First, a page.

to, which may occur in prevention research, are truly mind-boggling.
      Guideline 9 (ethical issues) is very important and perhaps deserves a domain
      of its own because prevention research can be fraught with ethical dilemmas.

      Education and Training

      This domain (Guidelines 11 and 12), in our estimation, is one of the
      most important sections because psychologists must be educated early in
      their training on the how and why to engage in prevention and social jus-
      tice issues, if they are to do so later in their careers. The guidelines appear
      to be geared toward psychologists who have completed their PhD training
      rather than current PhD students. We would like to see prevention theory,
      research, and practice worked into the curriculum of every psychology stu-
      dent at all levels (BA, MA, PhD, and PsyD) in order to prepare future psy-
      chologists in the prevention field, much like social work has done in the
      National Association of Social Workers’ policy statement on mental health
      (National Association of Social Workers, 2003–2006). This prevention
      training should seek to expand psychologists’ repertoire of skills to include
      cross-disciplinary training in advocacy, grant writing, program develop-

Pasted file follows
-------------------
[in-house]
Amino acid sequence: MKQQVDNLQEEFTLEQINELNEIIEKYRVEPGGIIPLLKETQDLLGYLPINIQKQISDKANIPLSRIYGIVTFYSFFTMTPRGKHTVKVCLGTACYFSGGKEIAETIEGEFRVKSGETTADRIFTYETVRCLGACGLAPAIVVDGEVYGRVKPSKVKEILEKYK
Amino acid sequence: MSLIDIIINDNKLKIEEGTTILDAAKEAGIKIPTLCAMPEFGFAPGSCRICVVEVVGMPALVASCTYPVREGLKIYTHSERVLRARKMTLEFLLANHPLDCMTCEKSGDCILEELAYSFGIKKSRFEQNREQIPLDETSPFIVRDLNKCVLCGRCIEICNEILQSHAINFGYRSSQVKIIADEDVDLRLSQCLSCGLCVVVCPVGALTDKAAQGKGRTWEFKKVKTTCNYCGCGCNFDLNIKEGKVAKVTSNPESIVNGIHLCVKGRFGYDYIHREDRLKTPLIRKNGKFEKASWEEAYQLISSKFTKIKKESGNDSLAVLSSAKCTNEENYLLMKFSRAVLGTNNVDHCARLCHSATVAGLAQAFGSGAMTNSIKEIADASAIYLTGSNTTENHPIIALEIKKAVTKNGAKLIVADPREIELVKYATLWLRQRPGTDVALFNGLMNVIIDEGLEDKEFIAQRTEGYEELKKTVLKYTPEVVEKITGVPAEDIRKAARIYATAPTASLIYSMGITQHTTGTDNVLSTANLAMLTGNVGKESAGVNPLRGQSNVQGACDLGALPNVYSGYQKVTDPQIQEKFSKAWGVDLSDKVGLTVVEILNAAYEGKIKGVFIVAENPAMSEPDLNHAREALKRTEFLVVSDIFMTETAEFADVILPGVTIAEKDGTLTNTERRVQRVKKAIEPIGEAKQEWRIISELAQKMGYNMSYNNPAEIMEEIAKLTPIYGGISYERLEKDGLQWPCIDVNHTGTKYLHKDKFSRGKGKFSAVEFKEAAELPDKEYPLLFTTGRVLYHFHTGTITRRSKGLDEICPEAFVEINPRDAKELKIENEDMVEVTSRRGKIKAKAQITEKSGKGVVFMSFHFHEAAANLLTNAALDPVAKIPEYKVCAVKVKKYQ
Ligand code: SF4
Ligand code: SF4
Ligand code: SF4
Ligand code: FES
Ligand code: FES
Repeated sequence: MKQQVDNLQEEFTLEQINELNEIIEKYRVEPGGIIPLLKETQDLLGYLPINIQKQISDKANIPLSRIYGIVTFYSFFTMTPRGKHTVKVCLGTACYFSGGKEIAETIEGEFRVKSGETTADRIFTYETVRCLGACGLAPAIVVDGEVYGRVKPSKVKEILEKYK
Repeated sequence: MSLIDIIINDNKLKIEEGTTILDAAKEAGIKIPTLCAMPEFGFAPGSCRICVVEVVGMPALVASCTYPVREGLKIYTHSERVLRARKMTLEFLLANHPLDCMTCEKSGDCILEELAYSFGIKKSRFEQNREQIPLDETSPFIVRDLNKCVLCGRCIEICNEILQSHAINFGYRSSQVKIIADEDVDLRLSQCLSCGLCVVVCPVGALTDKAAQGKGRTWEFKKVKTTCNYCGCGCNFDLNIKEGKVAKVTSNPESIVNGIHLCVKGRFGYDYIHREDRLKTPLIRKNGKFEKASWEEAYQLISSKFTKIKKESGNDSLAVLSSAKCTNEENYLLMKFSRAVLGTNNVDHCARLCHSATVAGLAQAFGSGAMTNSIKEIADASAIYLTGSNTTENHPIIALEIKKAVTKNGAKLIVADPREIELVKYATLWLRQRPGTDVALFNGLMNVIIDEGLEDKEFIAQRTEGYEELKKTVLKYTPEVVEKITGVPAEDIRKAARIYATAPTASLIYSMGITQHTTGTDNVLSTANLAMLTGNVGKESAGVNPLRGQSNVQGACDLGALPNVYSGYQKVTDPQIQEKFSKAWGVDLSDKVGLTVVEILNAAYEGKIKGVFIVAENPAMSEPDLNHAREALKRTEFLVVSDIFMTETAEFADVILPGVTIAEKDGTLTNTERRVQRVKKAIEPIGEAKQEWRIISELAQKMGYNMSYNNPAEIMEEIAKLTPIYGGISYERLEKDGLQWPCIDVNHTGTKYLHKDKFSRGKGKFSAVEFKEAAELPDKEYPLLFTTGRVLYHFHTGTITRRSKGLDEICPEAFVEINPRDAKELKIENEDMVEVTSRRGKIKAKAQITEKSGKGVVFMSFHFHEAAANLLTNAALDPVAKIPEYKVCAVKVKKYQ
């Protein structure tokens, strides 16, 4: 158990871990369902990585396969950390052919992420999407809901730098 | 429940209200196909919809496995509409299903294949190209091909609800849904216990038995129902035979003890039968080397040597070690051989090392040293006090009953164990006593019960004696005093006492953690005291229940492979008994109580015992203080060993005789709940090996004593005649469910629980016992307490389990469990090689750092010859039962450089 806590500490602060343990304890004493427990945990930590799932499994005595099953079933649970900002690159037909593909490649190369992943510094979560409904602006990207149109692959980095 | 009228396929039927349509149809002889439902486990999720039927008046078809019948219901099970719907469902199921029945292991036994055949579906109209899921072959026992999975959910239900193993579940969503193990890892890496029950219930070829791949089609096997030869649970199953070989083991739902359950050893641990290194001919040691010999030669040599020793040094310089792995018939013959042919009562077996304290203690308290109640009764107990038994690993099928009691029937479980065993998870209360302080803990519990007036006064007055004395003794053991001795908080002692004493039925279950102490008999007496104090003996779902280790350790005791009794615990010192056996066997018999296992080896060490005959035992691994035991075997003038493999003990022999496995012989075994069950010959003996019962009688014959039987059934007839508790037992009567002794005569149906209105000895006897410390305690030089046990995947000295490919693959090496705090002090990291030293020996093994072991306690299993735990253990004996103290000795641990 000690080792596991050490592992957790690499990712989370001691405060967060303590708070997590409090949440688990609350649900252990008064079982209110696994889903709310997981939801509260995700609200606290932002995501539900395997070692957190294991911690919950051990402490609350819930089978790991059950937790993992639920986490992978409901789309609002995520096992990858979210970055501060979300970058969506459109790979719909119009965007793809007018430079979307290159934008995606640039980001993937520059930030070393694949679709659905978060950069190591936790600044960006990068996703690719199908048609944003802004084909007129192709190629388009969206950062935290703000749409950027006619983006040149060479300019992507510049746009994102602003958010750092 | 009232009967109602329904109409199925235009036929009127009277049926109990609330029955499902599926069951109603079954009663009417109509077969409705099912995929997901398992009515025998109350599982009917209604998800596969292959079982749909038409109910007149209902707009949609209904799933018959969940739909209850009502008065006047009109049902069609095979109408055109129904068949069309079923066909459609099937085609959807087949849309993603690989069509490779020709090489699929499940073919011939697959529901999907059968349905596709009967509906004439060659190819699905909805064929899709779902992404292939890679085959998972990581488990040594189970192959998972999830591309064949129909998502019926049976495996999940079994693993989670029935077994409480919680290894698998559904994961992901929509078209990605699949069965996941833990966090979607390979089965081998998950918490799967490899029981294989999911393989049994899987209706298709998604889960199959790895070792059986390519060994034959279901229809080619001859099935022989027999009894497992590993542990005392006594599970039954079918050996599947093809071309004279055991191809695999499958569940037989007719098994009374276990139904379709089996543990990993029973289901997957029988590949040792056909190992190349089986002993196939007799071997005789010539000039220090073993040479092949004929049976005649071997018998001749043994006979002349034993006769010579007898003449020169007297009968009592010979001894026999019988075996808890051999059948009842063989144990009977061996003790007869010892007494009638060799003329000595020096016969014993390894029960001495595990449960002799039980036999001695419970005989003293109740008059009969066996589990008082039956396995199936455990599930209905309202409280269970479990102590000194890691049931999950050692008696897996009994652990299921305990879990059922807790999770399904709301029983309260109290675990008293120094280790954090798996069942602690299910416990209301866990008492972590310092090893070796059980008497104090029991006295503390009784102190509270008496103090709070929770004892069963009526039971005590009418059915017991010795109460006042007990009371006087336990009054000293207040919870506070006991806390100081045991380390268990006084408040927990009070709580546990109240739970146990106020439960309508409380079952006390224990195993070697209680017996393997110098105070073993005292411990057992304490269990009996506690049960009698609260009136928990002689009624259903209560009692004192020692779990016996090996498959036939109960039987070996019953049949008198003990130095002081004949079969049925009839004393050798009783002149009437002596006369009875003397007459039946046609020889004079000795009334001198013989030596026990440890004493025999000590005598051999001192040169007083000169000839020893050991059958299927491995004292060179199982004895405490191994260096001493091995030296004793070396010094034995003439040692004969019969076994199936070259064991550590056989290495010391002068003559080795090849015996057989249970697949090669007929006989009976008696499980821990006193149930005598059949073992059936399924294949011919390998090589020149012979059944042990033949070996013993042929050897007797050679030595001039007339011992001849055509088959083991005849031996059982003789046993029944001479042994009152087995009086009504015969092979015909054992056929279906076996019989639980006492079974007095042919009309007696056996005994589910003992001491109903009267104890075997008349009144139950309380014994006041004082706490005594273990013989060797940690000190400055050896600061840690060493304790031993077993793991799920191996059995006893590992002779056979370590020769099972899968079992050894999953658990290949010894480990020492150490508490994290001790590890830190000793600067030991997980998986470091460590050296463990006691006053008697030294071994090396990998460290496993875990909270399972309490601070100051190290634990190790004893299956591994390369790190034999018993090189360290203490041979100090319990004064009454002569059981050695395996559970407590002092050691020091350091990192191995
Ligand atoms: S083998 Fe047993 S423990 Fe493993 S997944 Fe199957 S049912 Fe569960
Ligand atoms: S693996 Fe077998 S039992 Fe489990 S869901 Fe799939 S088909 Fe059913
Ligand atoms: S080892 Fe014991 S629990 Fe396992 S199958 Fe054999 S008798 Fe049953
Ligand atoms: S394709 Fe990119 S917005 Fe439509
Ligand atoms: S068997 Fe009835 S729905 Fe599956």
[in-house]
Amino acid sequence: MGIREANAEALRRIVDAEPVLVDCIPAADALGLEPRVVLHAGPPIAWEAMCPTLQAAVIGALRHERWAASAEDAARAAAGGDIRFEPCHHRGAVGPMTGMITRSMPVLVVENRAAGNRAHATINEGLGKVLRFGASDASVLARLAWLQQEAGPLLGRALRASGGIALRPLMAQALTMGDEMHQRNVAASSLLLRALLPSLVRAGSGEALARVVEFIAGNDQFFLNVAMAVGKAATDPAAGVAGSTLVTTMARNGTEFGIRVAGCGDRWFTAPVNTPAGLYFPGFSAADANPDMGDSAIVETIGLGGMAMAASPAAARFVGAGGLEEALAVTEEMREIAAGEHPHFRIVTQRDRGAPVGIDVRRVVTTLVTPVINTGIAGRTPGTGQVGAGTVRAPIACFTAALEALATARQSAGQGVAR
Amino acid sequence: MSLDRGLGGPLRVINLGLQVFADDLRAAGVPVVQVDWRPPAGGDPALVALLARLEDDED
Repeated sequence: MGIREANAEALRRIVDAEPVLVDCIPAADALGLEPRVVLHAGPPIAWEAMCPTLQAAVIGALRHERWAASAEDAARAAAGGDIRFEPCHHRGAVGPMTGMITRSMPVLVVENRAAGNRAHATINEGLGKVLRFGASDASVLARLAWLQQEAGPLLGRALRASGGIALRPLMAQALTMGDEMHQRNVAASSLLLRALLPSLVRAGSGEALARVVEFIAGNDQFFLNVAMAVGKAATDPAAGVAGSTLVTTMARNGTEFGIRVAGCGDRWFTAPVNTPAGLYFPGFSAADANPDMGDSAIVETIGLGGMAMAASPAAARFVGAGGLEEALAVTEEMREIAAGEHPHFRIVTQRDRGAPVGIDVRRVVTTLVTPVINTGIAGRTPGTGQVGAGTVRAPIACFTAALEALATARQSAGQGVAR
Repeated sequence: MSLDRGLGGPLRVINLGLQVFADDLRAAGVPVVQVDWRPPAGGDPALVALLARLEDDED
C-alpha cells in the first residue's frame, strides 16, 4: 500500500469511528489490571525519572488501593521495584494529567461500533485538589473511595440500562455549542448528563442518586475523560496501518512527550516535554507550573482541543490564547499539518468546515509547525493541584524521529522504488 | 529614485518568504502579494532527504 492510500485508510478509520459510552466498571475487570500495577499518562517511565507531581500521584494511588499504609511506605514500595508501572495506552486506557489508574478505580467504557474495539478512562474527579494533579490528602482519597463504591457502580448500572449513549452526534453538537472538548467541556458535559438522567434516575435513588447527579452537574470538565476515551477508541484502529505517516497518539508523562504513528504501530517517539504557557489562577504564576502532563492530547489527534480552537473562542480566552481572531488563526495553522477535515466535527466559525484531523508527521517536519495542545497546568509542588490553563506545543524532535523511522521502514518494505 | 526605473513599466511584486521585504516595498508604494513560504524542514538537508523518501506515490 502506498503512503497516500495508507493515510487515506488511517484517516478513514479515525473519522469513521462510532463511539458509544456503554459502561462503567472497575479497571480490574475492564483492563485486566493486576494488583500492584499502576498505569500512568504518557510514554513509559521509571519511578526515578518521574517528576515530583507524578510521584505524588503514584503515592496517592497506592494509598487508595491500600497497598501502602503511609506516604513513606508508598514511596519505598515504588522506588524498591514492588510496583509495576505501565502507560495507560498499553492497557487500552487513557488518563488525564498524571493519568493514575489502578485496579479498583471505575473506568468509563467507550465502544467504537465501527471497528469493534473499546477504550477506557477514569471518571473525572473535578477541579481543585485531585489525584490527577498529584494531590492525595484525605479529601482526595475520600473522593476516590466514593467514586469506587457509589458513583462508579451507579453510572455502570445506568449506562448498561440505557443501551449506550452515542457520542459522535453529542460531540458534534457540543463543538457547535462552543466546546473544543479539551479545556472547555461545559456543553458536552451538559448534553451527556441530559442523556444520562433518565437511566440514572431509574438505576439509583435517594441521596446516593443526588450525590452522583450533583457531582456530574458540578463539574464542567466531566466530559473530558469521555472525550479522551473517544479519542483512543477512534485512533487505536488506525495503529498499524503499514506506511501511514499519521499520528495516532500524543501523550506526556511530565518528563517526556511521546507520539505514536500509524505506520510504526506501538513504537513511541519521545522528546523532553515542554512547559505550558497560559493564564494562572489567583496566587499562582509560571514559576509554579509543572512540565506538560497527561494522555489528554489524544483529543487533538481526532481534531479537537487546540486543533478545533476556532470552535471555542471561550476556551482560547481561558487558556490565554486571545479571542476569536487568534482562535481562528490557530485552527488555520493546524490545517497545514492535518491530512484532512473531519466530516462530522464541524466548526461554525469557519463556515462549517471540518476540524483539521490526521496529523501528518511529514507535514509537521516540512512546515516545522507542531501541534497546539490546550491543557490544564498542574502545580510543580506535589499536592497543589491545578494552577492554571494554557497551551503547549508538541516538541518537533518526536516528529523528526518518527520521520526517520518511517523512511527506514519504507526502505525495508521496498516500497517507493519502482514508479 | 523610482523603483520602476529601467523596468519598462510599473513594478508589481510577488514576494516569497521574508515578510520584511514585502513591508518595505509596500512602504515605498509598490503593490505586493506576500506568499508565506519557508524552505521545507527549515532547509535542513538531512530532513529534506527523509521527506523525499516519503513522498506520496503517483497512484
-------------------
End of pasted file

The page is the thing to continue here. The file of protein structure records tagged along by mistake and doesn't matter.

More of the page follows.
ment, and grassroots community involvement needed by psychologists
      to perform prevention work (Bluestein, Goodyear, Perry, & Cypers, 2005).
      It could also include training on the ecological prevention approach
      espoused by the field of social work (Kriste-Ashman, 2000).

      SOCIAL AND POLITICAL ADVOCACY

      This domain is made up of Guidelines 13–15, which are equally as criti-
      cal because they call for psychologists to step out of their traditional roles
      and engage in political processes in order to improve the world in which
      they live. Many decisions affecting physical/mental health care are made on
      the basis of political considerations, rather than on scientific or educational
      merit. Whether because of insecurity, disinterest, or disdain, it is tempting
      for psychologists to leave this work to others, not recognizing that psychol-